Investigation into live exporter losses


THE high mortality rate onboard an Emanuel Exports vessel bound for the Middle East has prompted WA Agriculture and Food Minister Alannah MacTiernan to seek an investigation into the incident.

THE high mortality rate onboard an Emanuel Exports vessel bound for the Middle East has prompted WA Agriculture and Food Minister Alannah MacTiernan to seek an investigation into the incident.


Ms MacTiernan instructed the Department of Primary Industries and Regional Development last week to investigate the cause of the loss of 2400 sheep from the live export voyage in August 2017.

This was the first time a minister has taken such action in 10 years.

Emanuel Exports sent a total of 63,804 sheep on the 23-day voyage from Fremantle to Kuwait, the United Arab Emirates and Qatar, when 3.76 per cent of the sheep perished.

The Australian Department of Agriculture and Water Resources published the figures of all livestock exports from July 1 - December 31, 2017, which highlighted that it wasn’t unusual to lose sheep on long voyages, although this particular shipment exceeded the reportable mortality level of two per cent.

Ms MacTiernan was advised by the WA Solicitor General that the State Animal Welfare Act 2002 applied to aboard live export vessels, and that WA’s legal obligations were not inconsistent with Federal laws regarding live export.

She said she had written to the Federal Minister for Agriculture and Water Resources David Littleproud to suggest a collaborative approach to the investigation between the State and Federal agencies.

“Our legal advice is that WA’s animal welfare laws apply on live export ships – as a government, we have an obligation to see those laws followed,” Ms MacTiernan said.

“We have real concerns over the impact of heat stress on WA sheep on live export voyages and have made clear to industry that where there may have been breaches of the Animal Welfare Act, we have a responsibility to investigate.

“Maintaining public confidence in welfare standards in live export is absolutely vital to the ongoing sustainability of industry.”

Australian Livestock Exporters Council chief executive officer Simon Westaway said, “Australian livestock exporters operate under the existing Federal regulatory system, which represents the world’s most comprehensive livestock export laws”.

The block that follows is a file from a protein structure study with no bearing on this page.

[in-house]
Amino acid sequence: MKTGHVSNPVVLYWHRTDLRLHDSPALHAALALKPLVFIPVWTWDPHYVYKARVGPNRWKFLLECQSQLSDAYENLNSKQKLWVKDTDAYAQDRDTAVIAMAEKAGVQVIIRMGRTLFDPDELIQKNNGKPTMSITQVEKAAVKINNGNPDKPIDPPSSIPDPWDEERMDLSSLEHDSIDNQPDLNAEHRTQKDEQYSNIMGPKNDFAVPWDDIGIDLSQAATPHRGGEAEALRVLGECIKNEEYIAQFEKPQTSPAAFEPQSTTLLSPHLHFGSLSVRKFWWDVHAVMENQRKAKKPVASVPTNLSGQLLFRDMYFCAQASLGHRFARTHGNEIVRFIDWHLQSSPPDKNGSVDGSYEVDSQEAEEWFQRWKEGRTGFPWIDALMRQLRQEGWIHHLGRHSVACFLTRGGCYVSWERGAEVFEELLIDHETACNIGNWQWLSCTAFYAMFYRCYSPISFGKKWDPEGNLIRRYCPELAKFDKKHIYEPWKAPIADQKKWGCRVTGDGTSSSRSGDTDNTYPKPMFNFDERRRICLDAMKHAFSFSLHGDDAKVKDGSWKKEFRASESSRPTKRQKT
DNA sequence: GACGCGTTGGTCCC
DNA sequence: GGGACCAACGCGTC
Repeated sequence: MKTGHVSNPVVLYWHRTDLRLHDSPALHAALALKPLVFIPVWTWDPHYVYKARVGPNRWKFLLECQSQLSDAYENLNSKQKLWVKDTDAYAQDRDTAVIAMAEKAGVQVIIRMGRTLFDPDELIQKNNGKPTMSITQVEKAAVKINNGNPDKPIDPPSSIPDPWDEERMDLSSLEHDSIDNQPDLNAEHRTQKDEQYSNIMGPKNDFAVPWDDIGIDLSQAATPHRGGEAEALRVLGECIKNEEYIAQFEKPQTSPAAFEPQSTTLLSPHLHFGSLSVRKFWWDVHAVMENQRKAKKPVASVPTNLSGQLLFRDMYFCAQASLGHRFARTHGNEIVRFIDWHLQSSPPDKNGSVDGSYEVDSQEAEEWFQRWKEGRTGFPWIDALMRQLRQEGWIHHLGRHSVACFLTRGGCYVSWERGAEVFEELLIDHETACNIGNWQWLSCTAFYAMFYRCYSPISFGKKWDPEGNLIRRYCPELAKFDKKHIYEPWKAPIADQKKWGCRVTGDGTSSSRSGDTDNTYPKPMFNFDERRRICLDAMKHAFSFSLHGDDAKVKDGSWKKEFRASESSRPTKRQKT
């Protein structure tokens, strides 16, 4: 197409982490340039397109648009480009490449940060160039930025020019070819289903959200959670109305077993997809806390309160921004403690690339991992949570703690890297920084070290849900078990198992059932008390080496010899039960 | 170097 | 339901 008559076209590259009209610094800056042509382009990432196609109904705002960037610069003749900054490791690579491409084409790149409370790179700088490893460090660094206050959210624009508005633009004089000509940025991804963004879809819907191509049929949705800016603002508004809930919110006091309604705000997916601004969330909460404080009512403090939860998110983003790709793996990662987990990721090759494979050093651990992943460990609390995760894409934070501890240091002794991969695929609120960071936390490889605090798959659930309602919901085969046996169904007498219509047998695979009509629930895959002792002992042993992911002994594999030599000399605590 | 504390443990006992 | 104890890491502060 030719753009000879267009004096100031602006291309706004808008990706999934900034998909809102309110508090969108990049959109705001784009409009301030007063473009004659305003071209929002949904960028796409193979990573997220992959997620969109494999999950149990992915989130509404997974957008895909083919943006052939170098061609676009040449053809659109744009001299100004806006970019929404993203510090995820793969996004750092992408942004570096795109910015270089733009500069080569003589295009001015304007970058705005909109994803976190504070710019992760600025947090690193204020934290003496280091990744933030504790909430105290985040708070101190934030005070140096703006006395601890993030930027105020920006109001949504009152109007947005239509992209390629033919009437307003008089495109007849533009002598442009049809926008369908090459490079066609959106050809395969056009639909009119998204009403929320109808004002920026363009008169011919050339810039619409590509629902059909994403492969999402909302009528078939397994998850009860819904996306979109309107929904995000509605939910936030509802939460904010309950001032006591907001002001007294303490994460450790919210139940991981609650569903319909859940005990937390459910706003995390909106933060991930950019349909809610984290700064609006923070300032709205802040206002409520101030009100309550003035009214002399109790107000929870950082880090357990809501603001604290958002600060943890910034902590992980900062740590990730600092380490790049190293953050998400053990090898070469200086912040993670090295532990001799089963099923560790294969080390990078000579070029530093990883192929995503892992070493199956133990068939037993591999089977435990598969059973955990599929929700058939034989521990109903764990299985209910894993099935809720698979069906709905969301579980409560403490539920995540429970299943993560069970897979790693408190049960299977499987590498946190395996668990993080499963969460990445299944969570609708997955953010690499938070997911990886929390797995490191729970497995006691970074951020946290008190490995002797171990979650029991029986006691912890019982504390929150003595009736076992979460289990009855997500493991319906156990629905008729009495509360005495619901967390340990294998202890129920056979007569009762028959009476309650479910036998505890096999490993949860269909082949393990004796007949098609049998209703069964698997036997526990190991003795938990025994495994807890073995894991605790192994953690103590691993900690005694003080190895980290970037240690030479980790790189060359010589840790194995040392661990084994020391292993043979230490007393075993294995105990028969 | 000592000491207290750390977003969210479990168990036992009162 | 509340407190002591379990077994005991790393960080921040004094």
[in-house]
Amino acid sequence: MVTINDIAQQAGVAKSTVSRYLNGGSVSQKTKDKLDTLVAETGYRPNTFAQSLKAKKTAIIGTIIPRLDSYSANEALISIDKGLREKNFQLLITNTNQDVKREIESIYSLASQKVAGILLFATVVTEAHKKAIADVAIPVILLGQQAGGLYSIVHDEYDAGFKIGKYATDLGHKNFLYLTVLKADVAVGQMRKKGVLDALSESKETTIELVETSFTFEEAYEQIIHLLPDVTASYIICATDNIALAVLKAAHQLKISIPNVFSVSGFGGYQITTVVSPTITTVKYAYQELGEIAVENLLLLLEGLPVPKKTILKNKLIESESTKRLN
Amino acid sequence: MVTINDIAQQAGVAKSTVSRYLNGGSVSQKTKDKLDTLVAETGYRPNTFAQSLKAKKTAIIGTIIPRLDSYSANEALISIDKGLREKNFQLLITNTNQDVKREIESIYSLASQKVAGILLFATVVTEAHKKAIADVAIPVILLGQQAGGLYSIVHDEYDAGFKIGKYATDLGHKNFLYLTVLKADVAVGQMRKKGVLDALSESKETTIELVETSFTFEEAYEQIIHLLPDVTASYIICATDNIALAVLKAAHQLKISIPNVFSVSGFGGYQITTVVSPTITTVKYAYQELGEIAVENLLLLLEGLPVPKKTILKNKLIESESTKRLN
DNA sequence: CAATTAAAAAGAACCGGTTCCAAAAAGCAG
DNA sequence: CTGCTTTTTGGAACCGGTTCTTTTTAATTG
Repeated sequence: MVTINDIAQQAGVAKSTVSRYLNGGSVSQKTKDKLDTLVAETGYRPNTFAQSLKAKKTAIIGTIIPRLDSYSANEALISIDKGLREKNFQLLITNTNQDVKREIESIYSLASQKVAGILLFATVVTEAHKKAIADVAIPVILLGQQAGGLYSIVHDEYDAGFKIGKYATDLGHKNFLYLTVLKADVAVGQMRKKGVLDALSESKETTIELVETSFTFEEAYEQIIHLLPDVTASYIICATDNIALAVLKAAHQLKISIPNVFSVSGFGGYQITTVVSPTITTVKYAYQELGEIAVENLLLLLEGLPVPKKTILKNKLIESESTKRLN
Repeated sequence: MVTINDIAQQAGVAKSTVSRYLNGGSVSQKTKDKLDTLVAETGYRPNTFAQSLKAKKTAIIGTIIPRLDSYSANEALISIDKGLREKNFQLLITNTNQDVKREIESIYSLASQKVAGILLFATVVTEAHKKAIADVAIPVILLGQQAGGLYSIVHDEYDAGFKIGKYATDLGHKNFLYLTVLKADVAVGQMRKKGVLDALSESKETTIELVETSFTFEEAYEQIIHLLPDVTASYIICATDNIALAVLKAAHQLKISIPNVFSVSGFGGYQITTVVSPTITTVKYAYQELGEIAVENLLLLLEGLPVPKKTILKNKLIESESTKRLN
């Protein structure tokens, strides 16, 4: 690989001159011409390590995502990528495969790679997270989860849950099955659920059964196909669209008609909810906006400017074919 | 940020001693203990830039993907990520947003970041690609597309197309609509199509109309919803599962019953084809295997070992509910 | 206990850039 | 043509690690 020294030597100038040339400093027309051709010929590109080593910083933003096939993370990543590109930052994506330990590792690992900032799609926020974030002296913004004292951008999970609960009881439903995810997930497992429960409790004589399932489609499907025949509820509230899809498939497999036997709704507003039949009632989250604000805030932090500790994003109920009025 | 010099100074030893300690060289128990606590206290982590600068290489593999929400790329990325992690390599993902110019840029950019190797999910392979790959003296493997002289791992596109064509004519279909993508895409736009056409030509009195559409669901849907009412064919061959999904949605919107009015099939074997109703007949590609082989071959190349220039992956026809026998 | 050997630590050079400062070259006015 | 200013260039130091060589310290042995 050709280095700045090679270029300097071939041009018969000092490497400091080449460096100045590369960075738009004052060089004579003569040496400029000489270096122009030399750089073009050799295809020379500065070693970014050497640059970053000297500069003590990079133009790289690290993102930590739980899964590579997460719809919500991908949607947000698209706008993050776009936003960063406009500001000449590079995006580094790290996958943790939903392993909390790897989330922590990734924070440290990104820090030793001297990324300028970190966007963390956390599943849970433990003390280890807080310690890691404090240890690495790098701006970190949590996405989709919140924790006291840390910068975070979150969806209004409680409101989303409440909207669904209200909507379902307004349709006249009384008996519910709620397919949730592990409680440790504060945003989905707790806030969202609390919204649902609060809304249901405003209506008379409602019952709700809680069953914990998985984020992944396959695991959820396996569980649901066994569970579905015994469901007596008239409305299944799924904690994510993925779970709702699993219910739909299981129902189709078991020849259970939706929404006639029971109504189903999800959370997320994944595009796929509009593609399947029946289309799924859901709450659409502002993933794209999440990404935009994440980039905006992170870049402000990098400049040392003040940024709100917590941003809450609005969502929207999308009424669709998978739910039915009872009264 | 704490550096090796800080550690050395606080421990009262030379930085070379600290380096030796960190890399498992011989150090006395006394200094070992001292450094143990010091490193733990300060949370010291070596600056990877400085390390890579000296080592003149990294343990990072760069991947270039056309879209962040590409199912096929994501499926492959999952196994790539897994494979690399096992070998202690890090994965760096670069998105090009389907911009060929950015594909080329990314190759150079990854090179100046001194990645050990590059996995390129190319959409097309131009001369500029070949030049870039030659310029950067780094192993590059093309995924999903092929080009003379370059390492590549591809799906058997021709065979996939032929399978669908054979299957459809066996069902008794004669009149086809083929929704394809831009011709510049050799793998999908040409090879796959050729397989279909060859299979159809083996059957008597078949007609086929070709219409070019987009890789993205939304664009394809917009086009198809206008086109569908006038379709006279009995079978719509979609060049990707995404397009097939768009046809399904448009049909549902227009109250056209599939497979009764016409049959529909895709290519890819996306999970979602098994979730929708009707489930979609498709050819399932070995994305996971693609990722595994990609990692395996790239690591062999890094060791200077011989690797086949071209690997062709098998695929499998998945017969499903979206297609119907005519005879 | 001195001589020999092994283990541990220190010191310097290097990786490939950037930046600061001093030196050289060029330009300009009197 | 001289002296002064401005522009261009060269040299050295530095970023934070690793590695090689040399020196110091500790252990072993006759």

“Exporters comply fully with reporting requirements and any supply chain investigations conducted by the Department of Agriculture and Water Resources.

“Exporters have a proud track record of achieving continual improvement in the trade, and, as such, support ongoing Federal reform including the current review of the Australian Standards for the Export of Livestock (ASEL).”

Emanuel Exports managing director Graham Daws has been reported as saying the cause of the deaths was “heat stress” during the voyage.

Mr Daws has declined to comment further while an investigation was underway, although the company said it would engage with government and comply with all their requirements.

During early August 2017, around the time of the voyage in question, extreme weather was reported across the Middle East with temperatures in Kuwait reaching 47 degrees.

In Iraq, birds were reported falling from the sky and trees caught fire.

From July 1 to December 31, 2017, according to the Department of Agriculture and Water resources livestock mortalities report, Emanuel Exports shipped a total of 634,113 sheep and lost 6781, which equates to a total 1.06pc mortality rate during those six months.

All the voyages left from Fremantle – with one including Adelaide – and all voyages went to the Middle East lasting from between 18 and 27 days.

Emmanuel Exports has been involved in the live export of sheep to the Middle East since 1960 and is still working on opening up new markets for WA sheep.

Last year managing director Graham Daws became the 2017 LiveCorp Hall of Fame recipient for his contribution to the industry.


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